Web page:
He still wondered how he had ended up in the silent city beneath the Ice Mountains. To venture this far north was unwise. He had to rely on the human aspect of his physiology to cope with the cold, and even that was difficult. He did not like wearing the clothes of men - the garments hindered the movement of his limbs. When he had entered Valmorlar and found shelter from the icy winds, he had discarded the cloak. Safe from the elements, Webstor had spent weeks exploring the long-abandoned city in the near darkness, wondering what had befallen the civilisation that once resided here. He did not mind the city's emptiness and eerieness; in fact he delighted in the solitude. He knew he could find food here; small creatures scurrying in the silent maze. Yet he also knew he would not stay. Something had led him here and something would make him leave.
Venturing into yet another cavernous space, Webstor imagined the size of the chamber in which he stood. It was too big and too dark even for his eyes to evaluate, but he sensed from the air that the cavern was huge. Nearby he saw the outline of a ruined bridge. The architects of Valmorlar had shaped great archways from the rock, but many of the bridges had collapsed. This one was no different; the span was broken. Webstor continued to explore.
Standing alone in the darkness, Webstor suddenly detected a faint vibration through the soles of his feet. This was new - something he had not yet experienced in the ancient city. He wondered if the movement revealed the presence of an animal nearby. Webstor dropped to his knees and splayed out his arms, setting the tip of each one on the floor. In doing so, he detected the vibration again, and sensed the direction it came from. He changed his mind. This was not an animal.
With curiosity, Webstor clambered effortlessly towards the vibration's source. He realised that he might be approaching danger, but he was compelled to continue. The sensation grew stronger as he crawled silently down a near-vertical slope, deeper into the darkness. The thing was pulsing energy into the rock. Webstor sensed it was reacting to his presence, for the rapidity of the pulsations increased steadily. Yet it was not alive. Webstor nearly stopped. He had never encountered anything like this before and he feared it.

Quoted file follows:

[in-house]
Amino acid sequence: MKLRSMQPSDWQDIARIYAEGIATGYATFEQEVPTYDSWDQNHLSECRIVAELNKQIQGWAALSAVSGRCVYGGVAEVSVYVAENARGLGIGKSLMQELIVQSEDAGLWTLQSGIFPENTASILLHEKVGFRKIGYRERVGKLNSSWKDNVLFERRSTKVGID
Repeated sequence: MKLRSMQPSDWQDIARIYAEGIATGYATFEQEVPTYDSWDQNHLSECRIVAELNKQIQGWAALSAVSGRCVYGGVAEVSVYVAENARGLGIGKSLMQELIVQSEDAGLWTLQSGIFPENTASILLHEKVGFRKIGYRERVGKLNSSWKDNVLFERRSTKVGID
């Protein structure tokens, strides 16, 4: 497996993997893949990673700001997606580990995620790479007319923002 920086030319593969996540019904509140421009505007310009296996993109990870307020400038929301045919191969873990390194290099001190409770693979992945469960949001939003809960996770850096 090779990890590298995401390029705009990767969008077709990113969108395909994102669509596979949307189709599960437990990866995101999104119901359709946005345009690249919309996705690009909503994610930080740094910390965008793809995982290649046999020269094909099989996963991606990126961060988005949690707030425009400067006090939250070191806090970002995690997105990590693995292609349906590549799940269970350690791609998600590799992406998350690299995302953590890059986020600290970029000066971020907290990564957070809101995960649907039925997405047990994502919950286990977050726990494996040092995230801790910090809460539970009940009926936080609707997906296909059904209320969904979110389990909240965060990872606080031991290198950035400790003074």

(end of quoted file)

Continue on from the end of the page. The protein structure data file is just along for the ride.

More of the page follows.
Venturing closer, Webstor glimpsed the artefact. It was partially hidden in the rubble at the bottom of a crevasse. With care, the arachnoid neared the object. The pulsation vibrated through his entire body. Webstor's eyes noticed the long, slender shape of the object and he suspected it was a staff or spear. He reached forward slowly, grasped the artefact and pulled it clear of the rubble. Suddenly he found himself staring at a great horned skull at the head of the staff and felt a rush of malevolent power emanate from it. He knew this was more than a staff... it was a weapon and a magical catalyst. Suddenly the weapon ceased pulsing its magical energy. It went completely silent; as cold as the ice-covered mountains above Valmorlar. In that moment it became nothing more than an ugly staff. Yet Webstor was left with one enduring sensation - a compelling need to return the long-lost artefact to its owner.
Man-At-Arms and Teela the Sorceress of Grayskull entered Yurden's tavern, glad to be out of the wind and rain, but cautious about what they would encounter. Candles burned with a pale glow throughout the room, half-illuminating the occupants. Man-At-Arms did not bother looking at anyone. The tavern was fuller than usual tonight, for a dozen men and women seated apparently randomly amongst the tables were, in fact, royal guards. The old warrior and his companion walked towards the bar.
"Welcome to The Catfish," said Yurden. "It's a perilous winter's evening to be abroad!" Yurden then dropped his voice to a whisper. "Your guest is in the corner. She walked in and sat down without saying a word."
Man-At-Arms nodded. He and the Sorceress walked slowly towards the lone figure seated in the darkest corner of the tavern. As they approached, she lifted the hood of her cloak from her face. Her skin was pale and there was darkness around her eyes, but she still had a strong bearing and proud visage. "I'm glad you came," she remarked softly. "I thought you would stay away."
"Had the decision been mine alone, I would have done," replied Man-At-Arms sternly. "I have no desire to spend any time in your company other than to deliver you to the mercy of the king. However, the Sorceress has persuaded me to listen to you. What is it that you want?"
"I seek sanctuary," answered Evil-Lyn, and in that moment Man-At-Arms realised she was truly afraid.